Summative Assessments Message ShiftsMessaging Shifts for the Smarter Balanced Summative Assessments What Parents Want to Know.
As schools gear up for the 2015–16 administration of the Smarter Balanced Summative Assessments, we have an opportunity to refine our communication strategies with parents. The guidance that follows is based on data collected from sixteen parent focus groups across nine states.1
These findings show that the certain messages resonate with parents, and should be reinforced, while other messages are no longer effective. Finally, some messages are effective only if they are corroborated with concrete action on the part of schools and teachers. For example, the message that “scores will be used to improve instruction,” is important. If, however, parents do not see teachers using the test results to improve instruction for their child, the corresponding message is irrelevant, and could potentially do more harm than good.
The three groups of messages are summarized below:
Messages That Resonate
- The test is just one measure.
It is one of several indicators, in combination with report cards, teacher feedback, and classwork used to create a complete picture of a student’s progress in school.
- This is a much improved test—focused on real-world skills such as critical thinking, analytical writing, and problem solving.
Students are asked to do more than fill in the bubbles on a multiple choice test. They now have an opportunity to show their work and explain their reasoning as part of the testing process.
- The test is connected to classroom instruction.
The test matches the skills and content that students are learning and practicing in the classroom on a daily basis. Each grade level has clear, prioritized goals that describe what students need to know and understand before the end of that year, and the test is mapped to those goals.
Messages That Are Important (but need to followed up with concrete action)
- Scores will be used to improve instruction.
The results identify where students are doing well and where they need additional support in order to meet grade level expectations. Teachers will use the results to address students’ individual strengths and areas in need of improvement.
- This message is effective only if parents see that teachers are examining individual student data and using it to target the students’ needs. Additionally, it will be important for teachers to discuss student test results with parents and explain how they will address the areas that need improvement.
Messages That No Longer Work
- The scores are setting a new baseline.
This is no longer true. The baseline has already been set. Parents now want to know when they can start seeing improvement in their child’s scores.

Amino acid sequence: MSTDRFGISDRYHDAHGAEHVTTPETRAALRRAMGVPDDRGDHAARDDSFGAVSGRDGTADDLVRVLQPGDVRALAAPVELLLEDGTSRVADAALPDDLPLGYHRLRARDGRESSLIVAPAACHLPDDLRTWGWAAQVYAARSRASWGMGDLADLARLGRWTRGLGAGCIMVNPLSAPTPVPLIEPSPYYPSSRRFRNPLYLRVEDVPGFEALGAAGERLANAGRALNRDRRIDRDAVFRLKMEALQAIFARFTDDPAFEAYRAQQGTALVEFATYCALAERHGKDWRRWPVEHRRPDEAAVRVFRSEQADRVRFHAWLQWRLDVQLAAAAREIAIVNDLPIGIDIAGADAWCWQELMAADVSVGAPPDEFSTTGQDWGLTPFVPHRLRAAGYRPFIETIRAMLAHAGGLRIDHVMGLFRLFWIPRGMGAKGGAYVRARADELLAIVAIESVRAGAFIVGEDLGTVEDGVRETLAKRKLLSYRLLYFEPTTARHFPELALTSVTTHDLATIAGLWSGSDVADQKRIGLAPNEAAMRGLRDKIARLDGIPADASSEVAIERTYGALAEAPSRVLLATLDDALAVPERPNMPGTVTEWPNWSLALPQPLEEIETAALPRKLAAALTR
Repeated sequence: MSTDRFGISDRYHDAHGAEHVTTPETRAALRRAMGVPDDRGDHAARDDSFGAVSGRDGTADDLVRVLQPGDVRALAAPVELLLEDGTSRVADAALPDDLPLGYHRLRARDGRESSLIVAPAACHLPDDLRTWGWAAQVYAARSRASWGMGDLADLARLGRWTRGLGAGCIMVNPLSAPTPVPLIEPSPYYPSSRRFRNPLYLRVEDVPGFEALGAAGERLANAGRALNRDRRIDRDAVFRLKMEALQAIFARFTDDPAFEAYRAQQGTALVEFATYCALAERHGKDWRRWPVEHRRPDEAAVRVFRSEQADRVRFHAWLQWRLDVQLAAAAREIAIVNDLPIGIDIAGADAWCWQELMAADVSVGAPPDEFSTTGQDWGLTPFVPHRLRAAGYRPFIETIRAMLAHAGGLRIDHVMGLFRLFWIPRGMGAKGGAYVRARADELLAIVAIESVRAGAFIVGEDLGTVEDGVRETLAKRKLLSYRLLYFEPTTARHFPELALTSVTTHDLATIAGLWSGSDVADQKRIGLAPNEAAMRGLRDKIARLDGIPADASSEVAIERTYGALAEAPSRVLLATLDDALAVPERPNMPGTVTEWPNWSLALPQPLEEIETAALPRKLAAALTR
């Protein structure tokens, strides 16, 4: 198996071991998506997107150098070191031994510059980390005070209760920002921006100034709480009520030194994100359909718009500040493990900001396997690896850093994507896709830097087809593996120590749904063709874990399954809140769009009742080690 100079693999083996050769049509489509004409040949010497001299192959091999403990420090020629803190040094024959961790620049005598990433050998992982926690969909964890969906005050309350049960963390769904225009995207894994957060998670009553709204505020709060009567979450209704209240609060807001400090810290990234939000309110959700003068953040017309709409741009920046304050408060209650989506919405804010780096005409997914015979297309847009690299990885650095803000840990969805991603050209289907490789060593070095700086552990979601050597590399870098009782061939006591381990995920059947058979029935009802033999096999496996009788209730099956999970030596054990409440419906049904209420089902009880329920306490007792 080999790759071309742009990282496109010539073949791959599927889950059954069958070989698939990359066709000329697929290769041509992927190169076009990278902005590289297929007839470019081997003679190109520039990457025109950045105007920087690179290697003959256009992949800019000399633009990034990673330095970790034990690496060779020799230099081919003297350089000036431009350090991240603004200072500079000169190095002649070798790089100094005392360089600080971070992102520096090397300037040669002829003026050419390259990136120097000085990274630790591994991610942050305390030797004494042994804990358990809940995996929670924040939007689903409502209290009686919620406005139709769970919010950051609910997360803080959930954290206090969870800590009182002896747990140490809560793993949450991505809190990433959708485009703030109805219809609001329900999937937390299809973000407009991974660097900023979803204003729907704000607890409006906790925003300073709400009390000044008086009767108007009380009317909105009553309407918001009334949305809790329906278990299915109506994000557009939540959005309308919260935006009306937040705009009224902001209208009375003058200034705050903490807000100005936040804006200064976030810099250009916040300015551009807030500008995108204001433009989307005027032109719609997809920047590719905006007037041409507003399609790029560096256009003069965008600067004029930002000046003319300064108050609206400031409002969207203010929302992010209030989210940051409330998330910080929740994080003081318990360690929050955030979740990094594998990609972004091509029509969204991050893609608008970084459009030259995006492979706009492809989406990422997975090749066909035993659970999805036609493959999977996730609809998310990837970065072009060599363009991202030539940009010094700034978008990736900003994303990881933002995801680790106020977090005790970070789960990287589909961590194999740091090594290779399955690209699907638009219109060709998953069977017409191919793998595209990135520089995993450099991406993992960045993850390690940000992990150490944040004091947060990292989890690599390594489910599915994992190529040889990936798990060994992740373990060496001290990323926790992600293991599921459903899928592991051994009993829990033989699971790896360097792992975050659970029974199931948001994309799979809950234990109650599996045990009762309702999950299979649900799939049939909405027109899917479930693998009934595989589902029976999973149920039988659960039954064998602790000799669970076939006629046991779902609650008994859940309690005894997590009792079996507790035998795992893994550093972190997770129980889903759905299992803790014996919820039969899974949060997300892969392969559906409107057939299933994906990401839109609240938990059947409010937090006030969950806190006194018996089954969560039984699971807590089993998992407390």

- The Smarter Balanced Summative Assessments replaced the previous state assessments.
This is no longer relevant. The Smarter Balanced assessments have already been in place for two years
- This year is a transition year.
The tests can no longer be framed as “new” or as a transition. Parents are interested in knowing how their children are making progress from one year to the next.
- Scores may look lower this year.
Parents have already experienced lower scores in the first year. Their attention has now shifted to what will be done to help their child improve.
It is clear that parents want and need to know the basic facts and logistics of how the tests will be administered. The more information parents have available to them, the more confident they will feel in their ability to help their child. Therefore, we recommend that schools and teachers adopt the following practices:
- Equip parents with basic facts about the tests, including how the tests are structured, how much time their child with have, and the role of technology. This will go a long way in making parents feel more comfortable with the test.
- Refer parents to the California Department of Education’s (CDE’s) Parent Guides to the Smarter Balanced Summative Assessments. These guides include sample test items for English language arts/literacy (ELA) and mathematics and help parents better understand their children’s test results. Separate grade-span guides are available—in both English and Spanish—for grades 3–6, 6–8, and grade 11. They are posted on the CDE’s CAASPP Student Score Report Information web page.
- Encourage parents to look at the practice test for their child’s grade level. This will help parents see the connection between classroom work and the skills being assessed. The greatest criticism among parents (based on the parent focus group findings) was the belief that the tests were separate from the daily work that took place in the classroom and therefore did not reflect what their children actually learned every day.
- Refer parents to the sample test items in English language arts/literacy and mathematics that are posted on the Smarter Balanced Sample Questions web page . Grade-specific scoring guides have been developed for both the computer-adaptive testing portion and the performance task for each content area.
1 The High-Quality Assessment Project (HQAP) commissioned Edge Research to conduct 16 parent focus groups, across nine states.